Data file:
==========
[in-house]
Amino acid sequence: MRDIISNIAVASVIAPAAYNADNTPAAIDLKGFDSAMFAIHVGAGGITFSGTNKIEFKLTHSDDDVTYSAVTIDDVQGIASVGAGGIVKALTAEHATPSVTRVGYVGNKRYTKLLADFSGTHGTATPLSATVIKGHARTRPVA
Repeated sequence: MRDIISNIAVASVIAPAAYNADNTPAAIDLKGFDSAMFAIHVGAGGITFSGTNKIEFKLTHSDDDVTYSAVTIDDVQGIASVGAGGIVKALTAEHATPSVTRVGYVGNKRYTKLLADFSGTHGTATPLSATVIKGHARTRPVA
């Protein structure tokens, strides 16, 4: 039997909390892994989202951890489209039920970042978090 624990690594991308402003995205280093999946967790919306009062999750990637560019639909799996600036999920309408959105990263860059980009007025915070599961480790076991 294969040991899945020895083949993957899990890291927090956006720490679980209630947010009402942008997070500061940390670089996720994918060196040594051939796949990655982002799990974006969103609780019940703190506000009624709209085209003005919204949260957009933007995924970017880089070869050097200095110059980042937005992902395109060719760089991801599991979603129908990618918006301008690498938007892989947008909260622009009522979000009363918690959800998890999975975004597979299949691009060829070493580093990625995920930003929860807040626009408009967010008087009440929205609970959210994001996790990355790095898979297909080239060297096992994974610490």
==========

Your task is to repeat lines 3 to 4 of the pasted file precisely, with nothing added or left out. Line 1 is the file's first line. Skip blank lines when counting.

Repeated sequence: MRDIISNIAVASVIAPAAYNADNTPAAIDLKGFDSAMFAIHVGAGGITFSGTNKIEFKLTHSDDDVTYSAVTIDDVQGIASVGAGGIVKALTAEHATPSVTRVGYVGNKRYTKLLADFSGTHGTATPLSATVIKGHARTRPVA
């Protein structure tokens, strides 16, 4: 039997909390892994989202951890489209039920970042978090 624990690594991308402003995205280093999946967790919306009062999750990637560019639909799996600036999920309408959105990263860059980009007025915070599961480790076991 294969040991899945020895083949993957899990890291927090956006720490679980209630947010009402942008997070500061940390670089996720994918060196040594051939796949990655982002799990974006969103609780019940703190506000009624709209085209003005919204949260957009933007995924970017880089070869050097200095110059980042937005992902395109060719760089991801599991979603129908990618918006301008690498938007892989947008909260622009009522979000009363918690959800998890999975975004597979299949691009060829070493580093990625995920930003929860807040626009408009967010008087009440929205609970959210994001996790990355790095898979297909080239060297096992994974610490």